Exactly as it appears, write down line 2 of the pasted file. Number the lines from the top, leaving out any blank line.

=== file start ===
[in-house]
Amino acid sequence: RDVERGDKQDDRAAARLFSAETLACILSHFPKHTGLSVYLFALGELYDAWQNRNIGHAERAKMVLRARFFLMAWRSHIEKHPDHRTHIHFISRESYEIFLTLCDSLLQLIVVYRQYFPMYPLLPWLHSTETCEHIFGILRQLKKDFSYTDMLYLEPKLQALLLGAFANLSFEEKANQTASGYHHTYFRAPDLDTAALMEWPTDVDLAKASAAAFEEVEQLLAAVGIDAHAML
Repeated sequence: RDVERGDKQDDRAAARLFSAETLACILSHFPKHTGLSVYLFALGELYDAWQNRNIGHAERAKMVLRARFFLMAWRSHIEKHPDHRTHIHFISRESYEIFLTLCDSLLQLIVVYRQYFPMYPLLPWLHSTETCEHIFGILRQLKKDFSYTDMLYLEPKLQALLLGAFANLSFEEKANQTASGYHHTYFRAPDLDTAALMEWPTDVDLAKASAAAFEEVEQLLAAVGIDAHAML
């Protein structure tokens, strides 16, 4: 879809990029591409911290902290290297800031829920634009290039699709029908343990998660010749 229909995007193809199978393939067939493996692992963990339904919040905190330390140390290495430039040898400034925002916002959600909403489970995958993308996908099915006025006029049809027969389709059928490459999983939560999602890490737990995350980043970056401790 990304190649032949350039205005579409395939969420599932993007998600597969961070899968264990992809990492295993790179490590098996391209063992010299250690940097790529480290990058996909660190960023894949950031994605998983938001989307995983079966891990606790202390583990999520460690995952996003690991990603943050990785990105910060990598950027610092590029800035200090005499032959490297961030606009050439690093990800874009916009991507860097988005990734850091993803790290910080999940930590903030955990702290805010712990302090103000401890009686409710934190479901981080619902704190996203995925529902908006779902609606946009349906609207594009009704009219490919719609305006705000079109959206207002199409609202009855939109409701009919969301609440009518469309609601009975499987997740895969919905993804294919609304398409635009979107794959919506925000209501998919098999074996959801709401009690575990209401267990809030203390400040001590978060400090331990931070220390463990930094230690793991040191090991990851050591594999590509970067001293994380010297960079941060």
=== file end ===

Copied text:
Amino acid sequence: RDVERGDKQDDRAAARLFSAETLACILSHFPKHTGLSVYLFALGELYDAWQNRNIGHAERAKMVLRARFFLMAWRSHIEKHPDHRTHIHFISRESYEIFLTLCDSLLQLIVVYRQYFPMYPLLPWLHSTETCEHIFGILRQLKKDFSYTDMLYLEPKLQALLLGAFANLSFEEKANQTASGYHHTYFRAPDLDTAALMEWPTDVDLAKASAAAFEEVEQLLAAVGIDAHAML